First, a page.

What does it say?
Contemporary with Isaiah, Jonah, Micah and Hosea, Amos prophesies during the reigns of Uzziah of Judah and Jeroboam II of Israel, specifically two years before the earthquake. This would probably date his ministry about 760 B.C. A sheepherder from Tekoa south of Jerusalem, God sends Amos north to confront Jeroboam of Israel. This was a time of prosperity and strength in both kingdoms, so his message of coming destruction would not be popular or credible. Amos does say that God will preserve a remnant that will be restored and through them all nations drawn to worship God.
Following the introduction, the first chapter through Amos 2:5 addresses the sins of surrounding nations including Judah. From Amos 2:6 Amos enumerates the sins of Israel that will bring God’s judgment. Amos 3-4 describes the coming judgment. Though chapter 5 continues the judgment theme, there is also hope as God calls on his people to turn to him and live.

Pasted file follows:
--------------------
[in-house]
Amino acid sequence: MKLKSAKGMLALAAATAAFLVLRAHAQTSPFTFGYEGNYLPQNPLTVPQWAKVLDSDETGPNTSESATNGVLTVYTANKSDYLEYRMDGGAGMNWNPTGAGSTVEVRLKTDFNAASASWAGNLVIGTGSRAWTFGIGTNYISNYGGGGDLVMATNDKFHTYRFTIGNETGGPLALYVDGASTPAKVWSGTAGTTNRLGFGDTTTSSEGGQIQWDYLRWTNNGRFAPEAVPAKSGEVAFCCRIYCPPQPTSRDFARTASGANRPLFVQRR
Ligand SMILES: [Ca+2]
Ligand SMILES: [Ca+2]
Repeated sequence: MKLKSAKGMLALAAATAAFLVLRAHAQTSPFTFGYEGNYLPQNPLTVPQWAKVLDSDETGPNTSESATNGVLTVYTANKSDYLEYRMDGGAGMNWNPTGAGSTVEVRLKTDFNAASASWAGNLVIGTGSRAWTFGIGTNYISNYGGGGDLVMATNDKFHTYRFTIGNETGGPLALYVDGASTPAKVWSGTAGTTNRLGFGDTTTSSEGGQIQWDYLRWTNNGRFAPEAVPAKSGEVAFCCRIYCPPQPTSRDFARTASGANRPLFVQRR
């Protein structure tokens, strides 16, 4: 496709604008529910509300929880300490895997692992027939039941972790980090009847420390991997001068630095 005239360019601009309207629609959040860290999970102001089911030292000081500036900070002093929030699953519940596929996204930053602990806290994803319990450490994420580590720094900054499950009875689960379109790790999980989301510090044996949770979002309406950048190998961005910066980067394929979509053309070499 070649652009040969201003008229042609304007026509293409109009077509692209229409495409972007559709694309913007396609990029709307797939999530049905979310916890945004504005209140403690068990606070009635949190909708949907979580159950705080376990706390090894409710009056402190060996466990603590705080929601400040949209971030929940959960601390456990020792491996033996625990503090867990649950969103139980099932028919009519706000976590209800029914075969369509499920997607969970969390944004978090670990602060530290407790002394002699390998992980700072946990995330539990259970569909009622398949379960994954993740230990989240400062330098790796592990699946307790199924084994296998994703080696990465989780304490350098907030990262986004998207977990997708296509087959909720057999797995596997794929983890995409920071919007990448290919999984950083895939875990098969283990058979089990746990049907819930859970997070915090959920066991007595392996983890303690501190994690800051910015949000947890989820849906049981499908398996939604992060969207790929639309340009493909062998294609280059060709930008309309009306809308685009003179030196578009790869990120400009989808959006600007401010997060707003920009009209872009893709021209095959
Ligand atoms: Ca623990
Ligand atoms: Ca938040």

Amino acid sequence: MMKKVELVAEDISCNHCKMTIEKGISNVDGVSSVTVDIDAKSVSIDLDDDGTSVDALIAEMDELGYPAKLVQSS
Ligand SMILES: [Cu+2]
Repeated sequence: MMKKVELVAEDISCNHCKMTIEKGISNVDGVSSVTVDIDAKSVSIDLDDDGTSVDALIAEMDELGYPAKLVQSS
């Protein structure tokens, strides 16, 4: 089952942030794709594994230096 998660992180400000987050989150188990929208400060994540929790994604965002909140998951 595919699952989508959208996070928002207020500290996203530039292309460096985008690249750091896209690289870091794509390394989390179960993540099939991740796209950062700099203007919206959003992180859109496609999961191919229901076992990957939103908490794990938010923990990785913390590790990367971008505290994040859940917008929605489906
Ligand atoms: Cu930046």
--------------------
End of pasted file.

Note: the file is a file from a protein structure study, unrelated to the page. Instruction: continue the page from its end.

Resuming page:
What does it mean?
The message of Amos emphasizes God’s sovereignty over the nations and history. Also embedded in this book is the ability of people to submit to or reject God’s authority. In Amos’ day it was popular to think that God would never punish his people. Amos smashes this idea, but at the same time he reminds the people that God had chosen them for his mission (3:2). Our portion today ends with God reminding his people that what he desires is not religious ceremony and ritual or even their beautiful praise songs, but rather their faithfulness to his purposes.
In Amos 5:23-24 the personal pronouns suddenly turn singular rather than plural. This is an invitation, a message of hope to those who turn to him. The word judgment in 5:24 is not used in the sense of judgment for sins as in the preceding passages, but rather in this context as we would use the word justice today. In other words, instead of blood flowing from their many sacrifices, God desires that justice and righteousness would flow from them as a mighty stream.
How will I respond?
Am I caught in up what I DO to serve God, or do I serve him because of his justice and righteousness that flow from my life: products of his amazing grace? What is the evidence in my life of his justice and righteousness flowing from me?